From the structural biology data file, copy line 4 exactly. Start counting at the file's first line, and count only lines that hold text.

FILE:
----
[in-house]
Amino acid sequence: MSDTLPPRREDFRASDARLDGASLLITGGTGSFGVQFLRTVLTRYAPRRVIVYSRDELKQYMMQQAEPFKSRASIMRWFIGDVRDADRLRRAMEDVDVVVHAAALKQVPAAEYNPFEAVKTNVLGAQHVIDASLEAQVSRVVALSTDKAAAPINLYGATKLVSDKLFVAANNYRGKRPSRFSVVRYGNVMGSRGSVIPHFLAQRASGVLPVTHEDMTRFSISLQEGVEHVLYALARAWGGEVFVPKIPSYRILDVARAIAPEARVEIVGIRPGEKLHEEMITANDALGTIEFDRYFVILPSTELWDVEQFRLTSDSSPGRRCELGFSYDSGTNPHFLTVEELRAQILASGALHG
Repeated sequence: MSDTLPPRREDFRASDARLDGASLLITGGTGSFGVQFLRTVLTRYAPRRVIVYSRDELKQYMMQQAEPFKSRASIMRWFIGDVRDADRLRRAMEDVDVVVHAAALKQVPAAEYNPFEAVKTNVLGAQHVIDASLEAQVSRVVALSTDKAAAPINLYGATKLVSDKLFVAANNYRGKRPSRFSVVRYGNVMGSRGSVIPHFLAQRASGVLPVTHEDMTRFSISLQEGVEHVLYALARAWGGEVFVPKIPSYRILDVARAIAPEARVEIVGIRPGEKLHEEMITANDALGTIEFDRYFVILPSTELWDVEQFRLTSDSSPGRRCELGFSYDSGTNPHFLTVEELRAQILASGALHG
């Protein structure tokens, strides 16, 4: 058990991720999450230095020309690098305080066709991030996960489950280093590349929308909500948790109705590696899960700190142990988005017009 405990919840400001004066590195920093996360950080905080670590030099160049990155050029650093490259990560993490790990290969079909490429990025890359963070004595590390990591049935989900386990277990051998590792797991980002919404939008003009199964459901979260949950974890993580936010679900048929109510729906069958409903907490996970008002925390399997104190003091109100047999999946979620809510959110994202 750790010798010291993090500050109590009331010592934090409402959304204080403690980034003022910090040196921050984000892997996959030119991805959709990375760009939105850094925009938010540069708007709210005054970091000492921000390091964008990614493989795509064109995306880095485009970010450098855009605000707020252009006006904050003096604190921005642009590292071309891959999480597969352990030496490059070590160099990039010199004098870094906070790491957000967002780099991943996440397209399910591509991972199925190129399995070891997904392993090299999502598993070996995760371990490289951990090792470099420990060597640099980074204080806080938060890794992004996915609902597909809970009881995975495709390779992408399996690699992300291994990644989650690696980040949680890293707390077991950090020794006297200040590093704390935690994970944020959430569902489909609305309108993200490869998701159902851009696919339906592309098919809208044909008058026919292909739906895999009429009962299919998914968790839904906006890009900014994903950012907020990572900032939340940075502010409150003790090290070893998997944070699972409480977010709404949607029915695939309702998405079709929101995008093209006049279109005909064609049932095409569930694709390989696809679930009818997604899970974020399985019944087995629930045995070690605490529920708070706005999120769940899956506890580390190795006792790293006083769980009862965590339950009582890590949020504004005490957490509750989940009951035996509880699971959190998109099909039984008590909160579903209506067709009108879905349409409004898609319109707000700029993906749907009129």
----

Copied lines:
């Protein structure tokens, strides 16, 4: 058990991720999450230095020309690098305080066709991030996960489950280093590349929308909500948790109705590696899960700190142990988005017009 405990919840400001004066590195920093996360950080905080670590030099160049990155050029650093490259990560993490790990290969079909490429990025890359963070004595590390990591049935989900386990277990051998590792797991980002919404939008003009199964459901979260949950974890993580936010679900048929109510729906069958409903907490996970008002925390399997104190003091109100047999999946979620809510959110994202 750790010798010291993090500050109590009331010592934090409402959304204080403690980034003022910090040196921050984000892997996959030119991805959709990375760009939105850094925009938010540069708007709210005054970091000492921000390091964008990614493989795509064109995306880095485009970010450098855009605000707020252009006006904050003096604190921005642009590292071309891959999480597969352990030496490059070590160099990039010199004098870094906070790491957000967002780099991943996440397209399910591509991972199925190129399995070891997904392993090299999502598993070996995760371990490289951990090792470099420990060597640099980074204080806080938060890794992004996915609902597909809970009881995975495709390779992408399996690699992300291994990644989650690696980040949680890293707390077991950090020794006297200040590093704390935690994970944020959430569902489909609305309108993200490869998701159902851009696919339906592309098919809208044909008058026919292909739906895999009429009962299919998914968790839904906006890009900014994903950012907020990572900032939340940075502010409150003790090290070893998997944070699972409480977010709404949607029915695939309702998405079709929101995008093209006049279109005909064609049932095409569930694709390989696809679930009818997604899970974020399985019944087995629930045995070690605490529920708070706005999120769940899956506890580390190795006792790293006083769980009862965590339950009582890590949020504004005490957490509750989940009951035996509880699971959190998109099909039984008590909160579903209506067709009108879905349409409004898609319109707000700029993906749907009129």